Principle 8 - Create a Net Gain legacy. Principle 9 - Optimise sustainability. Principle 10 - Be transparent


PRINCIPLE 5. MAKE A MEASURABLE NET GAIN CONTRIBUTION

No significant impacts?

• All habitats now valued together with the suite of species they support


SPECIFIC PROJECTS

 A good BNG scheme will help

the planning process


 A bad BNG scheme may delay the planning process  No Net Loss for the habitats assessment is 95-104% (BREEAM

Ecological calculator)


❑ Delivering essential life-support systems

(improving air quality, reducing surface water flooding);

BNG APPROACH SHOULD NOT REPLACE GOOD GI STRATEGIES AND GOOD HOUSING DESIGN

❑ shaping the character/quality of places;

❑ contributing to mental and physical well-

being;

❑ playing a crucial role in underpinning our

economy (products and services and the value it adds to domestic and business developments);

❑ biodiversity


BIODIVERSITY NET GAIN = RESTORING ECOSYSTEMS = WIDER ENVIRONMENTAL NET GAIN

PRINCIPLE 6. ACHIEVE THE BEST OUTCOMES FOR BIODIVERSITY


BIODIVERSITY NET GAIN MUST RESULT IN A GENUINE GAIN FOR NATURE


ACHIEVING THE BEST OUTCOMES FOR BIODIVERSITY MEANS PROVIDING FOR IMPACTED SPECIES AS WELL AS HABITATS


BEING STRATEGIC – CONSIDERATION OF HABITAT CONNECTIVITY AND LOCAL PRIORITIES


PRINCIPLE 7. BE ADDITIONAL

BNG money should not be used to fund management of sites that would or should happen anyway


Cherry Holme River Project

Site pre-restoration Uplift of 2.94 habitat units and 4.36 river units

Site post-restoration


Calculator tool

Size of development footprint.

Is there any Priority Habitat on site?

Has the mitigation hierarchy been followed?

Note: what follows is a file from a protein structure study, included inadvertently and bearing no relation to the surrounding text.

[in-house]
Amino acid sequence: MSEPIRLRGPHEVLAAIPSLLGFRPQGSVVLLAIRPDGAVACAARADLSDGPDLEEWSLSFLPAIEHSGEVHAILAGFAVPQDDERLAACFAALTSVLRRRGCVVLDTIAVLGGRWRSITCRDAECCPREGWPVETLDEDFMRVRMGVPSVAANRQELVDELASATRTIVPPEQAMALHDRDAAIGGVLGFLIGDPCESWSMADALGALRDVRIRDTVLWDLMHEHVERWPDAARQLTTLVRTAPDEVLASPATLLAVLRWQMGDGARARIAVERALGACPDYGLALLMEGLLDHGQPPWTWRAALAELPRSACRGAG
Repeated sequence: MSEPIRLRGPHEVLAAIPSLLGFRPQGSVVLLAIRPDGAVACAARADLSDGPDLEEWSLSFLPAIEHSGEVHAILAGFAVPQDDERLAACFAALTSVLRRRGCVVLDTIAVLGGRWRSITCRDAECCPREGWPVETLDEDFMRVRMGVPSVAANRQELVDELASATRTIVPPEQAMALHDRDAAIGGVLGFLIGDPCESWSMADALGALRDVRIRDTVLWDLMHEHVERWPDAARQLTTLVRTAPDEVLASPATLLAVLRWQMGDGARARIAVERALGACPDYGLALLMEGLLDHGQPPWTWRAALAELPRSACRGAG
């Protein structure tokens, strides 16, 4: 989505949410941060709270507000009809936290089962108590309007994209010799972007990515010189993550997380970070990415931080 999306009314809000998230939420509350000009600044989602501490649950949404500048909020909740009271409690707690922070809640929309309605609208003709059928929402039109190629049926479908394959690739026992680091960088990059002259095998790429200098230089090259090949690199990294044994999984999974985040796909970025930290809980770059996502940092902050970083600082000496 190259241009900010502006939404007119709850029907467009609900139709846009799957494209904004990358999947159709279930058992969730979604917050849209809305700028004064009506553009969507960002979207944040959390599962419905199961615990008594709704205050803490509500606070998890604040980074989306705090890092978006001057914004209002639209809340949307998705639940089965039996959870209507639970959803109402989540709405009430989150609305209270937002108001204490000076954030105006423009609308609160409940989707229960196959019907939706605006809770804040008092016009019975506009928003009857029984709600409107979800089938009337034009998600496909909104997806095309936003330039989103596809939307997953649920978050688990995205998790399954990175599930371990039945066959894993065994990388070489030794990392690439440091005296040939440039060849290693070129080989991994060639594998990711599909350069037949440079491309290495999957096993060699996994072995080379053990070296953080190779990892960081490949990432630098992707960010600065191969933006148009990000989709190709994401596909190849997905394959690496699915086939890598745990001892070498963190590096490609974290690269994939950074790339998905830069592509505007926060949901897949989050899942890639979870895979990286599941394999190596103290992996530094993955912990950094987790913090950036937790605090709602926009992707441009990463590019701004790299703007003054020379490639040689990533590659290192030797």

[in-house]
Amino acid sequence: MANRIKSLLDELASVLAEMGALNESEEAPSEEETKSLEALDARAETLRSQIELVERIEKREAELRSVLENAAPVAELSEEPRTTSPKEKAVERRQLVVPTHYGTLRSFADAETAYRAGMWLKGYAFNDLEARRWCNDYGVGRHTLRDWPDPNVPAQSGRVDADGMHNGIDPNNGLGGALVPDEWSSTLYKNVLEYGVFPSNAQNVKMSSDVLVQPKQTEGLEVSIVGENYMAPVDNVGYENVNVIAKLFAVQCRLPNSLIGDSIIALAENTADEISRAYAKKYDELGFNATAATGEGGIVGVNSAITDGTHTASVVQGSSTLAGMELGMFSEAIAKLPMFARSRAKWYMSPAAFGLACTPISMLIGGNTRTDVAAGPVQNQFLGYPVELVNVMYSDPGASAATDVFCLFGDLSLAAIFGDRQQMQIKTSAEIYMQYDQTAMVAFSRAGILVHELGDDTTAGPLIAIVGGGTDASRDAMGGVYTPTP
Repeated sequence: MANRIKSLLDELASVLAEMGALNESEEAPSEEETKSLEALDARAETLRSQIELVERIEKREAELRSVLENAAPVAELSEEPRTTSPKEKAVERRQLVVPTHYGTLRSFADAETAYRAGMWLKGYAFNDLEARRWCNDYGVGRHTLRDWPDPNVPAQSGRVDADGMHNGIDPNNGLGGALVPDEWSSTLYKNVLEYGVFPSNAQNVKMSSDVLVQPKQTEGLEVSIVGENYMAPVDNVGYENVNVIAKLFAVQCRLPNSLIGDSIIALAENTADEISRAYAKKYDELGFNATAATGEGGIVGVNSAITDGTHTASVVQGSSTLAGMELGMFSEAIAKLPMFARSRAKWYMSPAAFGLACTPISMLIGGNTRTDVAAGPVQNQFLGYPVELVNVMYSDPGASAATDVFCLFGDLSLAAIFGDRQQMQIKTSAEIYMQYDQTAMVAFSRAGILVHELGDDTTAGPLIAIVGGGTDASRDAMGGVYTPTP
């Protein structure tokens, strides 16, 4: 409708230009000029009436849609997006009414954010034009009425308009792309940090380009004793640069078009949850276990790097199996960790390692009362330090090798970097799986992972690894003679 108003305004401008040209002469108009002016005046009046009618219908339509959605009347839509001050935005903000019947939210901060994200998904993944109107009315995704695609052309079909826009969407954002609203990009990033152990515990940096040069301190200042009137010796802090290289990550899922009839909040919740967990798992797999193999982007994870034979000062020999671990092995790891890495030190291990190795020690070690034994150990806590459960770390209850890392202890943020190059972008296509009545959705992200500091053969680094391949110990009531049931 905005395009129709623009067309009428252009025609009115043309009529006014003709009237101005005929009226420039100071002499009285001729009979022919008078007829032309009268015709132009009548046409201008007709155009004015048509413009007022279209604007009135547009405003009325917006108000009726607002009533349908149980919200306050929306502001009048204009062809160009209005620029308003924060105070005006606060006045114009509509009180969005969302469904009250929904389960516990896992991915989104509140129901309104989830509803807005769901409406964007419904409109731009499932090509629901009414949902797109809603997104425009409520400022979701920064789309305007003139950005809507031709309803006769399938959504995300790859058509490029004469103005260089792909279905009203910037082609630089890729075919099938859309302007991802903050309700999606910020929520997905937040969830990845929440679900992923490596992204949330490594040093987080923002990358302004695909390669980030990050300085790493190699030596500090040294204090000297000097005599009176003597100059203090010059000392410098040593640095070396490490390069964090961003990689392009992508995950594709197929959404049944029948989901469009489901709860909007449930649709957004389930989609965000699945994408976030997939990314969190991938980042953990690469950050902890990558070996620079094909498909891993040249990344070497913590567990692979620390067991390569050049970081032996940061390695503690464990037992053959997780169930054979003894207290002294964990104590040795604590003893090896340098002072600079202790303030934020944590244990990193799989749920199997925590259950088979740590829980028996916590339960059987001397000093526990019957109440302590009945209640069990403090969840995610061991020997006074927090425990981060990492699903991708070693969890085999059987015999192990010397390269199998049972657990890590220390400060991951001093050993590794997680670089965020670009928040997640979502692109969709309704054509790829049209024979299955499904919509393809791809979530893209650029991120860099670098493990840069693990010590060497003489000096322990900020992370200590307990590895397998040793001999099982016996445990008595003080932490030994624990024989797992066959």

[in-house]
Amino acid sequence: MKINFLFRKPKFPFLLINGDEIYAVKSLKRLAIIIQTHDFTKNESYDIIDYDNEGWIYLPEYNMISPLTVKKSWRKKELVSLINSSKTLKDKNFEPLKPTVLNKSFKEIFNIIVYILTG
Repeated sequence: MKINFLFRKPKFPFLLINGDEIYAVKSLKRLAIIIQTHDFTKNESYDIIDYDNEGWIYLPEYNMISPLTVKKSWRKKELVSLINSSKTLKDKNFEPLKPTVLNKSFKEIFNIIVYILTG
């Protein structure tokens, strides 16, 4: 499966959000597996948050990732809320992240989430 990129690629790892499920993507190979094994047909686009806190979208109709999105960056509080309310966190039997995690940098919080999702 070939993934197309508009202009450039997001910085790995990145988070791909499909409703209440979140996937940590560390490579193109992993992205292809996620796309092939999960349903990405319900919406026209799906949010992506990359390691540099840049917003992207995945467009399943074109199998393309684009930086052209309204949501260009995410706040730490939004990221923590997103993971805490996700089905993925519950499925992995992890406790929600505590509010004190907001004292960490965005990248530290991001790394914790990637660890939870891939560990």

Are there additional protected/notable species surveys required due to the presence of certain habitats?

Has biodiversity-rich GI been incorporated into the design?

Can BNG be achieved onsite?

BNG report

THE METRIC AND THE SUPPORTING REPORT PROVIDES EASILY ACCESSIBLE INFORMATION

Is there a commitment to long-term adaptive management?

Have the appropriate habitat surveys and condition assessments been undertaken at the correct time of year?


PRINCIPLE 10. BE TRANSPARENT

 Is there any undervaluation of

baseline value of the site predevelopment?  Is there any overvaluation of the

site post-development?


Overvaluation postdevelopment?

Undervaluation of baseline? ▪ Are condition and distinctiveness values supported by evidence? ▪ Have hedgerow types been entered correctly? ▪ Do the areas and habitat types in metric match the maps?

 Are the proposals for habitat creation 

 

 

ecologically justified? Are target condition and distinctiveness values justified? Management period matches time to condition. Has same methodology been used to assess offsite baseline? Is use of the word ‘fairly’ justified? Has ‘strategic significance’ been applied correctly


Overvaluation postdevelopment?

Undervaluation of baseline? ▪ Are condition and distinctiveness values supported by evidence? ▪ Have hedgerow types been entered correctly? ▪ Do the areas and habitat types in metric match the maps?

 Are the proposals for habitat creation 

 

 

ecologically justified? Are target condition and distinctiveness values justified? Management period matches time to condition. Has same methodology been used to assess offsite baseline? Is use of the word ‘fairly’ justified? Has ‘strategic significance’ been applied correctly

Error message!


3.141592 3.14 Don’t use more than two decimal places…..


THANK YOU ▪ DR. SUE YOUNG - TWT ▪ RACHEL HACKETT - TWT ▪ VICTORIA BUNTER – STAFFS WT ▪ MELANIE SANDERS – STAFFS WT

Dr. Rachel Giles Evidence and Planning Manager Cheshire Wildlife Trust rgiles@cheshirewt.org.uk

Profile for Suffolk Naturalists' Society

BNG from a Wildlife Trust Perspective  

Rachel Giles Cheshire Wildlife Trust

BNG from a Wildlife Trust Perspective  

Rachel Giles Cheshire Wildlife Trust

Recommendations could not be loaded

Recommendations could not be loaded

Recommendations could not be loaded

Recommendations could not be loaded